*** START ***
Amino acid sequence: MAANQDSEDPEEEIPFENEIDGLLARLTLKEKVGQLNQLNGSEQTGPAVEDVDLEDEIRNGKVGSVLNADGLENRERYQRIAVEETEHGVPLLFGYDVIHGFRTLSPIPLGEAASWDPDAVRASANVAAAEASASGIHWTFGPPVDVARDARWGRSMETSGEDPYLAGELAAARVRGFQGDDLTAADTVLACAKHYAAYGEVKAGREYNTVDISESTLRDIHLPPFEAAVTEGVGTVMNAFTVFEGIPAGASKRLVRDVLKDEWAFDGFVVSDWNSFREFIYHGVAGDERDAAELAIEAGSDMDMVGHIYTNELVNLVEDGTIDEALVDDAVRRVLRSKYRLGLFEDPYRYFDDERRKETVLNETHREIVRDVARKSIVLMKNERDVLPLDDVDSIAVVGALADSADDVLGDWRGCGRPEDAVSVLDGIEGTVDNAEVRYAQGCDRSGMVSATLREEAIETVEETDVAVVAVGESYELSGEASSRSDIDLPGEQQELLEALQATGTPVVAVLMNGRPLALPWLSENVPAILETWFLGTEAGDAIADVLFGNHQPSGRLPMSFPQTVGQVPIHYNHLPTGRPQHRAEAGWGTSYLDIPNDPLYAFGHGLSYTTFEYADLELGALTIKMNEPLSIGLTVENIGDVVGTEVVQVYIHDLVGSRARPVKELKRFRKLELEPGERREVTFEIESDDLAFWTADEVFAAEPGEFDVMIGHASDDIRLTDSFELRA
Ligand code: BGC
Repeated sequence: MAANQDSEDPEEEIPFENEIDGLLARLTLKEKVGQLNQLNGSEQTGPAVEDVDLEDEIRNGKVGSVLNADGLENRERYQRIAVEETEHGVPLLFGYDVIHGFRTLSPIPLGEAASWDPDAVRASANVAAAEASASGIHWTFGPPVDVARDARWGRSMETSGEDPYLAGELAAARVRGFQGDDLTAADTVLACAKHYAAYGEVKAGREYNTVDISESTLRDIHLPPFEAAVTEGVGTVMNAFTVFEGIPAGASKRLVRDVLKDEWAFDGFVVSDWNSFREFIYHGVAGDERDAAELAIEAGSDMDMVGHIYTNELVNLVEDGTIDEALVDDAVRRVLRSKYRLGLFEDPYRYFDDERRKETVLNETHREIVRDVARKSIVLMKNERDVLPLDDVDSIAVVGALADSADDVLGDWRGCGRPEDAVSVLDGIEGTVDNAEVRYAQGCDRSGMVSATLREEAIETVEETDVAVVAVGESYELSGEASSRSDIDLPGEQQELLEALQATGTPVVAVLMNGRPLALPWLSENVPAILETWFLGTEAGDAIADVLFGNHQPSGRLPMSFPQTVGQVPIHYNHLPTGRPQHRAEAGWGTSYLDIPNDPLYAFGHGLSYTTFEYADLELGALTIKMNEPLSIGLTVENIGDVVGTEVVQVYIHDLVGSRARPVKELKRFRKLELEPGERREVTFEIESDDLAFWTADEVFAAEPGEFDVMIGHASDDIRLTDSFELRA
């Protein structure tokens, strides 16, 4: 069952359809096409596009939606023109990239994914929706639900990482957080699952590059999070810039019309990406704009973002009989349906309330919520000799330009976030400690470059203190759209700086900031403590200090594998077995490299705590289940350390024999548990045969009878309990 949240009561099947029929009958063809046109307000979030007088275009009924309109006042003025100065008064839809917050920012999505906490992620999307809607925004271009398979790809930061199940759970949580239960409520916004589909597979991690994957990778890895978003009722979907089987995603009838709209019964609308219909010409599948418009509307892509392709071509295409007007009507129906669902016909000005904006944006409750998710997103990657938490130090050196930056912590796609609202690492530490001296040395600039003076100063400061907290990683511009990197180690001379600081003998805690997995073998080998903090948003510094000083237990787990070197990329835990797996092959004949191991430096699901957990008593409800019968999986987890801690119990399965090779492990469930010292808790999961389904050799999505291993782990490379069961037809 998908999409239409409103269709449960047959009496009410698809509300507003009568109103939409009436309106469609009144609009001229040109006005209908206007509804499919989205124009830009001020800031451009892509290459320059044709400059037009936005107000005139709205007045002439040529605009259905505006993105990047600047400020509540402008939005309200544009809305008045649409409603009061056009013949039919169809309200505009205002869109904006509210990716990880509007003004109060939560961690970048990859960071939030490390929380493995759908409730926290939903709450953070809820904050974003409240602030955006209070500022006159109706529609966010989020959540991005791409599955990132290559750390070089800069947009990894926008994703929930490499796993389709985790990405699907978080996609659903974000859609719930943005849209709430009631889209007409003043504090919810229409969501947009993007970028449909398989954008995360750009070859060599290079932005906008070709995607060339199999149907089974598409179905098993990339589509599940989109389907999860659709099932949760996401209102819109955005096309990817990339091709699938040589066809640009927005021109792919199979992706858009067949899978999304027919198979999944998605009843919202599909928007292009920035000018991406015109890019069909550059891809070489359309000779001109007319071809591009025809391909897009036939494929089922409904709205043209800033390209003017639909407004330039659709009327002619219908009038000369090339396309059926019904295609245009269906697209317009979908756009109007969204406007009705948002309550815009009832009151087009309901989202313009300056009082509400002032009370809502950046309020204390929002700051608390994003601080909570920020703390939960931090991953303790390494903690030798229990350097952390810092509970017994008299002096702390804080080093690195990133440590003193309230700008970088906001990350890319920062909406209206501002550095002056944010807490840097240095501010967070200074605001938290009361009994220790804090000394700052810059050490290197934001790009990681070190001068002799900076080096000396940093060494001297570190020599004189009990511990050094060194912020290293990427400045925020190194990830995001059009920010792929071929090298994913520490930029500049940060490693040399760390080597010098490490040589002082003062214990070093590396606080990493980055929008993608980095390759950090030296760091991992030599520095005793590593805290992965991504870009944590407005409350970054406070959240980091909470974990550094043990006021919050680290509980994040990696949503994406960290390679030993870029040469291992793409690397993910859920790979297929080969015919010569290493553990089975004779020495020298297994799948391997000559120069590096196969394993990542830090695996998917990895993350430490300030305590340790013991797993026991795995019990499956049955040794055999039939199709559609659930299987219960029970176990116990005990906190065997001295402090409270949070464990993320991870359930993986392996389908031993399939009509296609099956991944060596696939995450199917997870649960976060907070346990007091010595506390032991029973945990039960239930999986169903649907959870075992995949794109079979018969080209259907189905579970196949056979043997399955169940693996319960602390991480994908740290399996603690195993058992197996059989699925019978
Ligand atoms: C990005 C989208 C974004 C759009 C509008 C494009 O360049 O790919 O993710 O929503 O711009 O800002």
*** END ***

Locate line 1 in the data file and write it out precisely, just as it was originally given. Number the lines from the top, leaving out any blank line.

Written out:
Amino acid sequence: MAANQDSEDPEEEIPFENEIDGLLARLTLKEKVGQLNQLNGSEQTGPAVEDVDLEDEIRNGKVGSVLNADGLENRERYQRIAVEETEHGVPLLFGYDVIHGFRTLSPIPLGEAASWDPDAVRASANVAAAEASASGIHWTFGPPVDVARDARWGRSMETSGEDPYLAGELAAARVRGFQGDDLTAADTVLACAKHYAAYGEVKAGREYNTVDISESTLRDIHLPPFEAAVTEGVGTVMNAFTVFEGIPAGASKRLVRDVLKDEWAFDGFVVSDWNSFREFIYHGVAGDERDAAELAIEAGSDMDMVGHIYTNELVNLVEDGTIDEALVDDAVRRVLRSKYRLGLFEDPYRYFDDERRKETVLNETHREIVRDVARKSIVLMKNERDVLPLDDVDSIAVVGALADSADDVLGDWRGCGRPEDAVSVLDGIEGTVDNAEVRYAQGCDRSGMVSATLREEAIETVEETDVAVVAVGESYELSGEASSRSDIDLPGEQQELLEALQATGTPVVAVLMNGRPLALPWLSENVPAILETWFLGTEAGDAIADVLFGNHQPSGRLPMSFPQTVGQVPIHYNHLPTGRPQHRAEAGWGTSYLDIPNDPLYAFGHGLSYTTFEYADLELGALTIKMNEPLSIGLTVENIGDVVGTEVVQVYIHDLVGSRARPVKELKRFRKLELEPGERREVTFEIESDDLAFWTADEVFAAEPGEFDVMIGHASDDIRLTDSFELRA